But many are straight up, heartfelt earnestness — made with felt. Lois Harada's orange-green dotted colorblind test chart reveals a heart. Or is our love colorblind? Hilary Treadwell's Cupid's Chalkboard is an arrow with a piece of chalk for the point and pink and blue felt fletchings plus a slate heart chalkboard. Eling Chang's cuts felt into designs of a couple of cute bears in a pea pod for Two Peas in a Pod.
This pure, heartwarming earnestness is perhaps the most striking thing about the show. Pippi Zornoza depicts a crying woman with chained hands amidst an interlace pattern in her silver glitter screenprint on black paper titled I Shall Not Forgive Betrayal. And Ian Cozzens's Ambivalent Valentine is a pink-on-pink design reading "What." But heartbreak or non-coupledom are mostly left unspoken — despite so, so many tantalizing wiseass comic possibilities. Delia Kovac embroiders a 1971 letter from artist Nancy Spero to the critic Lucy Lippard, both feminist activists, into a yellow banner: "NY Oct 29/Dear Lucy/The enemies of women's liberation in the arts/will be crushed./love,/Nancy." Even when something like gender equality comes up the show is unafraid to wear its heart on its sleeve.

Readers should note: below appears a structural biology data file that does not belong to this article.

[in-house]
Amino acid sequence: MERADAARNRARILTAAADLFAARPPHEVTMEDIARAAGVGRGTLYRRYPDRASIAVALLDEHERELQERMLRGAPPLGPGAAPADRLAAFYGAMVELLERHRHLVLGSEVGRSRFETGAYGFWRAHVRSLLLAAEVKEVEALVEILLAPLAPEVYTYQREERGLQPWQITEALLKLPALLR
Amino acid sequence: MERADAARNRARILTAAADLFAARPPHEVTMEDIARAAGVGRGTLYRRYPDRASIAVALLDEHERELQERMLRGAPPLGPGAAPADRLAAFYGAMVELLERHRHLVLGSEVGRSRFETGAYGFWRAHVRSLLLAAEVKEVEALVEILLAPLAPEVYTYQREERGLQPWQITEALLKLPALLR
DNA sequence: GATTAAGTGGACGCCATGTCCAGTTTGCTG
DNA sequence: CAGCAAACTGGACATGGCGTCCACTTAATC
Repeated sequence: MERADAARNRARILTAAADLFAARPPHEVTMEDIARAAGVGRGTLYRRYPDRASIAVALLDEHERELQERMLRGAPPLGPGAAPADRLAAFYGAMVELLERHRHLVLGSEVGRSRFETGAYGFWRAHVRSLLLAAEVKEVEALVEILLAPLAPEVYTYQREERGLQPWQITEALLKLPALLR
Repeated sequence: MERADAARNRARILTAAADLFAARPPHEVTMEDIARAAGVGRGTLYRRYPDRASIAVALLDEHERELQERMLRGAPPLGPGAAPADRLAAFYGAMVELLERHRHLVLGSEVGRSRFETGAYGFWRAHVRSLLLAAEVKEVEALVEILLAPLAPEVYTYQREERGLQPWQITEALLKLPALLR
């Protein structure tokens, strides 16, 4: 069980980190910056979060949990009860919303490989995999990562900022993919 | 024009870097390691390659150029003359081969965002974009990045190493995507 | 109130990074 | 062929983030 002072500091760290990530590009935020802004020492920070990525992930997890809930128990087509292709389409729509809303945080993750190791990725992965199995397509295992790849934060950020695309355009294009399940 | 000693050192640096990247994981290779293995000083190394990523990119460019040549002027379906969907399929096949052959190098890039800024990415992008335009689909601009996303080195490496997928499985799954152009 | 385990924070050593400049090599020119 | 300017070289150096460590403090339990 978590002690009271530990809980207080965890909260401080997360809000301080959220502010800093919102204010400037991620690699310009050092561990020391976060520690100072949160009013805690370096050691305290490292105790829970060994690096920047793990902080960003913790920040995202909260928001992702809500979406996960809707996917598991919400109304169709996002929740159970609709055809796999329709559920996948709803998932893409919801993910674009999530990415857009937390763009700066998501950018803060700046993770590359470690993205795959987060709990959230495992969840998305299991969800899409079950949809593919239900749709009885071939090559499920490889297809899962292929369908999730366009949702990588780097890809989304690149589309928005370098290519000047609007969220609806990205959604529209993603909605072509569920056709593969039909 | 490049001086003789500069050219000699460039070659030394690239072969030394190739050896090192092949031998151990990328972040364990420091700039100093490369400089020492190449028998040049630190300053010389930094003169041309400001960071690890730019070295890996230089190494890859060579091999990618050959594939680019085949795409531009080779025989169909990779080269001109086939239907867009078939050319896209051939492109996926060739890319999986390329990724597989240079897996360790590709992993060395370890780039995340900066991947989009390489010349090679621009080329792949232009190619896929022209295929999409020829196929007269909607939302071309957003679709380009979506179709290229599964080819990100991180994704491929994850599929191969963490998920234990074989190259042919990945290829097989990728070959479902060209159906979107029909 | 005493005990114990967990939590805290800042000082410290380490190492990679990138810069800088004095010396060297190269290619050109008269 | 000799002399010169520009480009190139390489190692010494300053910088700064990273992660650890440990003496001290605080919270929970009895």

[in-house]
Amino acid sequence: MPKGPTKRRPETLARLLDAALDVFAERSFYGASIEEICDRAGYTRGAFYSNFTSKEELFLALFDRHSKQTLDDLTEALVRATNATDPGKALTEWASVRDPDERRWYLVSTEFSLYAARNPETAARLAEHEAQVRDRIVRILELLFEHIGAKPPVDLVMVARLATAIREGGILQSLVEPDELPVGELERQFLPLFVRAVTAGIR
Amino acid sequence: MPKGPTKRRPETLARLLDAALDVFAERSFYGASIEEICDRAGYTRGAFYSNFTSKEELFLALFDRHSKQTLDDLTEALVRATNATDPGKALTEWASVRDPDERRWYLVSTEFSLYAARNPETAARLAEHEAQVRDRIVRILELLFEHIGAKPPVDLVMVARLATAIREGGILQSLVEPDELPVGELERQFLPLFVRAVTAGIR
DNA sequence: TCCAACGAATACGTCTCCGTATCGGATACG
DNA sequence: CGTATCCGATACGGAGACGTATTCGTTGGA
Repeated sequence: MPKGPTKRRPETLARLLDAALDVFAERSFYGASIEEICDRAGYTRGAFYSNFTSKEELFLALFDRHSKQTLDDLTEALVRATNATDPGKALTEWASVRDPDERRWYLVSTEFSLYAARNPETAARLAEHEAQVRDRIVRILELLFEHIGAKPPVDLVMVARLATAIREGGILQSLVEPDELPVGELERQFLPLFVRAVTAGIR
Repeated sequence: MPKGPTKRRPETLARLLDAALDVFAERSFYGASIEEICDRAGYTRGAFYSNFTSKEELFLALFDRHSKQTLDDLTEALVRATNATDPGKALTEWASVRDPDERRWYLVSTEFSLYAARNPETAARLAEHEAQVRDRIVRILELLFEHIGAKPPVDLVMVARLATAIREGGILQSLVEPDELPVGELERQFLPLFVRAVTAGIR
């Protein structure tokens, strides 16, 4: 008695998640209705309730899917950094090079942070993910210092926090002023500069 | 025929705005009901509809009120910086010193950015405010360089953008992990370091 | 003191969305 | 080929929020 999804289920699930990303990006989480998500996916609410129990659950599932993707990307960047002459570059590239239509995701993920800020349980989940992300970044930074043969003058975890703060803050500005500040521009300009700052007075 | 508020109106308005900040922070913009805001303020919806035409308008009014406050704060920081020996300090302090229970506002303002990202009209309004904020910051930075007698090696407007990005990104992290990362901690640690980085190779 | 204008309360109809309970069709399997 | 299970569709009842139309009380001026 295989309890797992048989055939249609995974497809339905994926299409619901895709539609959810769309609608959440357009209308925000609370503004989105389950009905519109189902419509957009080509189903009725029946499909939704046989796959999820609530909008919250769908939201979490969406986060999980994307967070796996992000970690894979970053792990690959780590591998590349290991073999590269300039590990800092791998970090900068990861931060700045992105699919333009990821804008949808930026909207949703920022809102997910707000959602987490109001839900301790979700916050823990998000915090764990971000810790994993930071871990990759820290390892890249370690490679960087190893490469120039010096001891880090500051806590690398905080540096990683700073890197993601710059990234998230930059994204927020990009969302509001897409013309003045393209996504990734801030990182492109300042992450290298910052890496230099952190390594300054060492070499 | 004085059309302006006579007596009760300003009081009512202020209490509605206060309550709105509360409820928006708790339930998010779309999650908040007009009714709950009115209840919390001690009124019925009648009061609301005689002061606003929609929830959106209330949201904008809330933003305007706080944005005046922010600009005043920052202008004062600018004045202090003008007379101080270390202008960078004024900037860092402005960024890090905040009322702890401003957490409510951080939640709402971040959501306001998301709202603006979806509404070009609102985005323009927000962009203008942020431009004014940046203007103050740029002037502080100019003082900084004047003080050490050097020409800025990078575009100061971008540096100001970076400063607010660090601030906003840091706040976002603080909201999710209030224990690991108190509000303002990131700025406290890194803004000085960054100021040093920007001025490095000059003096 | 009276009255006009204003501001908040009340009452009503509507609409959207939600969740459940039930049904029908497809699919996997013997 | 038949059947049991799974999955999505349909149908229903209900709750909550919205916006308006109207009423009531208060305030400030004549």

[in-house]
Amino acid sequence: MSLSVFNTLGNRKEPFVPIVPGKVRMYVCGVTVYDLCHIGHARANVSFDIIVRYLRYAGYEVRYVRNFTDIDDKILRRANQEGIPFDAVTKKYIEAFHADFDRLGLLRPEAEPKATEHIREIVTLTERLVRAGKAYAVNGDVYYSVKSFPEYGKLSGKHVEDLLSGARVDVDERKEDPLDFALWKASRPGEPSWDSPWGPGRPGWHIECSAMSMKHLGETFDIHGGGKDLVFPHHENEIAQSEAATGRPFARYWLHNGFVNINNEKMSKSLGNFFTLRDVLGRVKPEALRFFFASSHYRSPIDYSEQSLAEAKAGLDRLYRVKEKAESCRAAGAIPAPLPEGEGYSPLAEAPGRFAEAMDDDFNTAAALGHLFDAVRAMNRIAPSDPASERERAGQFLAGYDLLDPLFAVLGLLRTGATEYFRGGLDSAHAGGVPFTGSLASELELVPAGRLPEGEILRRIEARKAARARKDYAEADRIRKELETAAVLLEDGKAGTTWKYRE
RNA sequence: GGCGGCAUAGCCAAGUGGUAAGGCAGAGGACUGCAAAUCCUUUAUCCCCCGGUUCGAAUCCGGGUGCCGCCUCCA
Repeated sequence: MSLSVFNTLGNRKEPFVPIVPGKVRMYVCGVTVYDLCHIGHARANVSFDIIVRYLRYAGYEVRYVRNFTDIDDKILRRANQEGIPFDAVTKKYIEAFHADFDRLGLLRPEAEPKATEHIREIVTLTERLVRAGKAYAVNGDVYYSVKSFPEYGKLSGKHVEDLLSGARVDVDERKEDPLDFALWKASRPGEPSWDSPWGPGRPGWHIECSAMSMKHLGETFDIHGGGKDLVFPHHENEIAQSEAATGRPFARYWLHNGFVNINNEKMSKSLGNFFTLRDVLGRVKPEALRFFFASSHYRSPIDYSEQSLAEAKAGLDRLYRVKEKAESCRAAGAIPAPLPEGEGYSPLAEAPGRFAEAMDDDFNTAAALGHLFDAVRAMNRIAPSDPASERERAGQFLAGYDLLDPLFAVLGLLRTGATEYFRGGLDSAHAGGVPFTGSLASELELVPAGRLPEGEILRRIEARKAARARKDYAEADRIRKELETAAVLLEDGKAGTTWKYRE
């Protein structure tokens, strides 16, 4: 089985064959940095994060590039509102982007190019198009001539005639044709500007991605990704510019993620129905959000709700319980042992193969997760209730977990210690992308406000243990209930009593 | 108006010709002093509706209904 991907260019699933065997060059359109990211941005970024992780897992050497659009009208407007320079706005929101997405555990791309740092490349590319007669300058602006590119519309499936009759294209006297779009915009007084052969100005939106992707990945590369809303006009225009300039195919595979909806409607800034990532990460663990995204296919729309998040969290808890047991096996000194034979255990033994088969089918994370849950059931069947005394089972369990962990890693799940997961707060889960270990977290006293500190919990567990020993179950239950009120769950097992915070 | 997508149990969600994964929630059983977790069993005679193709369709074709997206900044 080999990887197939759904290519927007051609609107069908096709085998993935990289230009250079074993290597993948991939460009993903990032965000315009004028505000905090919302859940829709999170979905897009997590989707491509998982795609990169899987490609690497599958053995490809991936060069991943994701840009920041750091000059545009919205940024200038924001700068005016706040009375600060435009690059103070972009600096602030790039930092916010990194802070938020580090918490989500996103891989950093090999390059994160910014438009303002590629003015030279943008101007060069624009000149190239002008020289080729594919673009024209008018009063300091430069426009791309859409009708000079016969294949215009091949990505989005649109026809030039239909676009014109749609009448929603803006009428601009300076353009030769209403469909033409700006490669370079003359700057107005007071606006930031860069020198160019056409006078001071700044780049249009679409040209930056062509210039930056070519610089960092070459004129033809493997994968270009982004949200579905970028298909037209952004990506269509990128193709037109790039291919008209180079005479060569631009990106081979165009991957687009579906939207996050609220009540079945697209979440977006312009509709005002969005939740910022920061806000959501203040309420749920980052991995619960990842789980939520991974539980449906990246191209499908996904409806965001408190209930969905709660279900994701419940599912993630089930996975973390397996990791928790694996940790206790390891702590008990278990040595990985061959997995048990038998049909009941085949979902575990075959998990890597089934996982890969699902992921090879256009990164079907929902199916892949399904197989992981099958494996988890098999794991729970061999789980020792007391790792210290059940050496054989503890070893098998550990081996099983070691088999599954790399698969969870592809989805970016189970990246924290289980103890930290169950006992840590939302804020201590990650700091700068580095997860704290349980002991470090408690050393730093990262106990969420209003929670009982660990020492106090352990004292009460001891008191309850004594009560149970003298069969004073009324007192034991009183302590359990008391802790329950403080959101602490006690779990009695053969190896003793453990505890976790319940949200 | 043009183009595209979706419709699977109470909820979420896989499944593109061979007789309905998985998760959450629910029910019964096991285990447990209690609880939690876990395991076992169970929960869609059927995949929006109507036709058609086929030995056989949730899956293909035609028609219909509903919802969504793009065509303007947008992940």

Read Greg Cook's blog at gregcookland.com/journal.
: Museum And Gallery
, Museums, Alec Thibodeau, Art, More